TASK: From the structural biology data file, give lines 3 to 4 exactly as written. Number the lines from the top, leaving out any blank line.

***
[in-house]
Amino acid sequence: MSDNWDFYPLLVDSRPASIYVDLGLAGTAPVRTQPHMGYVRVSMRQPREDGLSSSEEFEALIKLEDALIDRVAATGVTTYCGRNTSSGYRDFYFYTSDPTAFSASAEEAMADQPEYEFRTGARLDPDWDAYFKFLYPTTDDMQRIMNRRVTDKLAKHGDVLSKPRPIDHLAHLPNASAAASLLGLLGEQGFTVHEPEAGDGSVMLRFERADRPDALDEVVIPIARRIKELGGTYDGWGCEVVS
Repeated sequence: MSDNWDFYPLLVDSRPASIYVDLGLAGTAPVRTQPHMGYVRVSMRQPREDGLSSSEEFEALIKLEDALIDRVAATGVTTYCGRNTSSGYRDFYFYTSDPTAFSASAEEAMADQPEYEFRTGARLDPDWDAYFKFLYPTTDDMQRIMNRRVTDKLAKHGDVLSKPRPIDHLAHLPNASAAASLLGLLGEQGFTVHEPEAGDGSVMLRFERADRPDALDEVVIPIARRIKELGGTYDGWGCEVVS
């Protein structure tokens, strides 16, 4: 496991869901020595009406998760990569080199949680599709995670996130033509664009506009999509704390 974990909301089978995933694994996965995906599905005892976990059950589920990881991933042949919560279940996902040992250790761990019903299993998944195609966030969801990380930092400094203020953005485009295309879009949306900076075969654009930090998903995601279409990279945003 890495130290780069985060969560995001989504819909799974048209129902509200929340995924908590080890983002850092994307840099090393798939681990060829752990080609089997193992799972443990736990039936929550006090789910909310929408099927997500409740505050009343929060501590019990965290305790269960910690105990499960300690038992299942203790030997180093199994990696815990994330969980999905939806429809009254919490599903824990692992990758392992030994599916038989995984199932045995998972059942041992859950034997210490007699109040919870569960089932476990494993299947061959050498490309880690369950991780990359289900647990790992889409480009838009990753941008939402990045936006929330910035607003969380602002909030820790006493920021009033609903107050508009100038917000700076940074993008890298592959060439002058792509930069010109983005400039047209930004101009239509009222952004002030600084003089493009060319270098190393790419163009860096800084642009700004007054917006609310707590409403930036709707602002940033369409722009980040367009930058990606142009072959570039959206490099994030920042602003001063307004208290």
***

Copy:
Repeated sequence: MSDNWDFYPLLVDSRPASIYVDLGLAGTAPVRTQPHMGYVRVSMRQPREDGLSSSEEFEALIKLEDALIDRVAATGVTTYCGRNTSSGYRDFYFYTSDPTAFSASAEEAMADQPEYEFRTGARLDPDWDAYFKFLYPTTDDMQRIMNRRVTDKLAKHGDVLSKPRPIDHLAHLPNASAAASLLGLLGEQGFTVHEPEAGDGSVMLRFERADRPDALDEVVIPIARRIKELGGTYDGWGCEVVS
């Protein structure tokens, strides 16, 4: 496991869901020595009406998760990569080199949680599709995670996130033509664009506009999509704390 974990909301089978995933694994996965995906599905005892976990059950589920990881991933042949919560279940996902040992250790761990019903299993998944195609966030969801990380930092400094203020953005485009295309879009949306900076075969654009930090998903995601279409990279945003 890495130290780069985060969560995001989504819909799974048209129902509200929340995924908590080890983002850092994307840099090393798939681990060829752990080609089997193992799972443990736990039936929550006090789910909310929408099927997500409740505050009343929060501590019990965290305790269960910690105990499960300690038992299942203790030997180093199994990696815990994330969980999905939806429809009254919490599903824990692992990758392992030994599916038989995984199932045995998972059942041992859950034997210490007699109040919870569960089932476990494993299947061959050498490309880690369950991780990359289900647990790992889409480009838009990753941008939402990045936006929330910035607003969380602002909030820790006493920021009033609903107050508009100038917000700076940074993008890298592959060439002058792509930069010109983005400039047209930004101009239509009222952004002030600084003089493009060319270098190393790419163009860096800084642009700004007054917006609310707590409403930036709707602002940033369409722009980040367009930058990606142009072959570039959206490099994030920042602003001063307004208290």